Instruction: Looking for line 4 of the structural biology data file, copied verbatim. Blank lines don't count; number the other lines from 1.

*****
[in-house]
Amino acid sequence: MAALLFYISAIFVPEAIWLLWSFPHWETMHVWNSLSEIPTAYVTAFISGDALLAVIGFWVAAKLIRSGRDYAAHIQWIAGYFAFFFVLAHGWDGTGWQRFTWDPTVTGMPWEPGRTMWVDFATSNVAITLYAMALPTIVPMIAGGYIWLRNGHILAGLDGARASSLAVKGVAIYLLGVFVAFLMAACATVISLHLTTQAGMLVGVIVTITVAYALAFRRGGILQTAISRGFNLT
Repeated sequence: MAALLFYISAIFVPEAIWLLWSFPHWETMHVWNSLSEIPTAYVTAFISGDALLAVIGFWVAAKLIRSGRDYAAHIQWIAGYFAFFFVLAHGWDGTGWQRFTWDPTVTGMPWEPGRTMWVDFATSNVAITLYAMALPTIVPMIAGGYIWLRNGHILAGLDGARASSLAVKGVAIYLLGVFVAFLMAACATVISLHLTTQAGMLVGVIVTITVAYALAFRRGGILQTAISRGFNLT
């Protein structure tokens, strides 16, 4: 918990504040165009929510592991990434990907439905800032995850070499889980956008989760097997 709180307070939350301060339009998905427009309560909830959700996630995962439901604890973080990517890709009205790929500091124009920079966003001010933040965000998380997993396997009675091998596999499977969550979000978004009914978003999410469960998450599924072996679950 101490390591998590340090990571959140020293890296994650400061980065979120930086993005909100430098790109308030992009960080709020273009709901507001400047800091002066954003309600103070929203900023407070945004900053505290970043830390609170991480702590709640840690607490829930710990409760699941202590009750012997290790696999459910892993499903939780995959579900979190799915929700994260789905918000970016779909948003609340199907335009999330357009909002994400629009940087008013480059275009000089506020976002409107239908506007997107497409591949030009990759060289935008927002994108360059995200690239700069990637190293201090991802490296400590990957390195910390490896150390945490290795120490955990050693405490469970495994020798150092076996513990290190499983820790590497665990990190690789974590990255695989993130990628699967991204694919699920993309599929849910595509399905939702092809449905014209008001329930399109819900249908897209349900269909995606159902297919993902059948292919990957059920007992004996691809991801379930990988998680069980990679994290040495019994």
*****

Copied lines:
């Protein structure tokens, strides 16, 4: 918990504040165009929510592991990434990907439905800032995850070499889980956008989760097997 709180307070939350301060339009998905427009309560909830959700996630995962439901604890973080990517890709009205790929500091124009920079966003001010933040965000998380997993396997009675091998596999499977969550979000978004009914978003999410469960998450599924072996679950 101490390591998590340090990571959140020293890296994650400061980065979120930086993005909100430098790109308030992009960080709020273009709901507001400047800091002066954003309600103070929203900023407070945004900053505290970043830390609170991480702590709640840690607490829930710990409760699941202590009750012997290790696999459910892993499903939780995959579900979190799915929700994260789905918000970016779909948003609340199907335009999330357009909002994400629009940087008013480059275009000089506020976002409107239908506007997107497409591949030009990759060289935008927002994108360059995200690239700069990637190293201090991802490296400590990957390195910390490896150390945490290795120490955990050693405490469970495994020798150092076996513990290190499983820790590497665990990190690789974590990255695989993130990628699967991204694919699920993309599929849910595509399905939702092809449905014209008001329930399109819900249908897209349900269909995606159902297919993902059948292919990957059920007992004996691809991801379930990988998680069980990679994290040495019994």